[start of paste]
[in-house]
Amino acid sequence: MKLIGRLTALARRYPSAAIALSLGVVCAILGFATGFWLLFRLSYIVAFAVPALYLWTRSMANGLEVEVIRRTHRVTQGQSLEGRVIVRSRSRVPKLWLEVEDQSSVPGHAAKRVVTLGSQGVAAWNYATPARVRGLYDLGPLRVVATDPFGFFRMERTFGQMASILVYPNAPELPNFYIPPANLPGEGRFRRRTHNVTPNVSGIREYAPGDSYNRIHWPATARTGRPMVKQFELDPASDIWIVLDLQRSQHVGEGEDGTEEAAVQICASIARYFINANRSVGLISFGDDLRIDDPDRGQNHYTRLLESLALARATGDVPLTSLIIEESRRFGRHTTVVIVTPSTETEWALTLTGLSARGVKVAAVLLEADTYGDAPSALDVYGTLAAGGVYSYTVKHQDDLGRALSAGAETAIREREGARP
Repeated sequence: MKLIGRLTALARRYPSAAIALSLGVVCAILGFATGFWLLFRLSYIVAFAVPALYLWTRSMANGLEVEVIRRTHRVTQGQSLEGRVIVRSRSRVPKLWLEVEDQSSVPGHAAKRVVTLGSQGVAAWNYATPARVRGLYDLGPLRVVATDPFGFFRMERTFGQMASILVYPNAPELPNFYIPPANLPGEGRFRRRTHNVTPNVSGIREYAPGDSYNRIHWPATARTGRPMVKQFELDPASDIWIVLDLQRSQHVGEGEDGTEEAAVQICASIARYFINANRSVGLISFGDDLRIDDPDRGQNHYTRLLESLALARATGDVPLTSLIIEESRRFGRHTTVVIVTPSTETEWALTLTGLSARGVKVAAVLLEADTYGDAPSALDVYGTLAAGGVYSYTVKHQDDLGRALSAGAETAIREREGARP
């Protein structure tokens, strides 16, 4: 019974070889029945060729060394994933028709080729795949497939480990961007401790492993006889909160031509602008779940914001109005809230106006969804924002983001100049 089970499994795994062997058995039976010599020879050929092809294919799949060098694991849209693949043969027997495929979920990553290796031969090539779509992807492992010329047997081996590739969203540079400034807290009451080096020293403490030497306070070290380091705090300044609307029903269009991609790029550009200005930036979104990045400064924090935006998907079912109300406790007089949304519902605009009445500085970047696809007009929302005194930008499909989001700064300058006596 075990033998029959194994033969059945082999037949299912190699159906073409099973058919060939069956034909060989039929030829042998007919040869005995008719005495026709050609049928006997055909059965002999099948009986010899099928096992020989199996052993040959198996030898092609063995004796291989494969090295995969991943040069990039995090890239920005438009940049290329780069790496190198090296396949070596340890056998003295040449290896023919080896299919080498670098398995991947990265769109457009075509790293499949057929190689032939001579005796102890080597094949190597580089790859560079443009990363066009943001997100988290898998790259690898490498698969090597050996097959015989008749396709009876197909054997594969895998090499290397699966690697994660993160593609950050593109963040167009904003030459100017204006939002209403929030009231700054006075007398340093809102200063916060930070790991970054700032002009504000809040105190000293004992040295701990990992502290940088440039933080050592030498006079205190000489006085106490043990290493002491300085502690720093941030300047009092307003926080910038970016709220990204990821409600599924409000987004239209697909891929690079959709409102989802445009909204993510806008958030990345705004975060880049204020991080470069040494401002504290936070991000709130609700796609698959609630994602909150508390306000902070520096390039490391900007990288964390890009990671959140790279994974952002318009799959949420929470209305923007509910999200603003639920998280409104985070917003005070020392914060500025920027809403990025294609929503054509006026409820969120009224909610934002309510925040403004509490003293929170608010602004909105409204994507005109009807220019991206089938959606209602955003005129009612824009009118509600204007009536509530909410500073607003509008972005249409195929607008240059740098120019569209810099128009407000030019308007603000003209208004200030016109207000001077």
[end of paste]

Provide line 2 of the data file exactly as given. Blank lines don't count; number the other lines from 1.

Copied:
Amino acid sequence: MKLIGRLTALARRYPSAAIALSLGVVCAILGFATGFWLLFRLSYIVAFAVPALYLWTRSMANGLEVEVIRRTHRVTQGQSLEGRVIVRSRSRVPKLWLEVEDQSSVPGHAAKRVVTLGSQGVAAWNYATPARVRGLYDLGPLRVVATDPFGFFRMERTFGQMASILVYPNAPELPNFYIPPANLPGEGRFRRRTHNVTPNVSGIREYAPGDSYNRIHWPATARTGRPMVKQFELDPASDIWIVLDLQRSQHVGEGEDGTEEAAVQICASIARYFINANRSVGLISFGDDLRIDDPDRGQNHYTRLLESLALARATGDVPLTSLIIEESRRFGRHTTVVIVTPSTETEWALTLTGLSARGVKVAAVLLEADTYGDAPSALDVYGTLAAGGVYSYTVKHQDDLGRALSAGAETAIREREGARP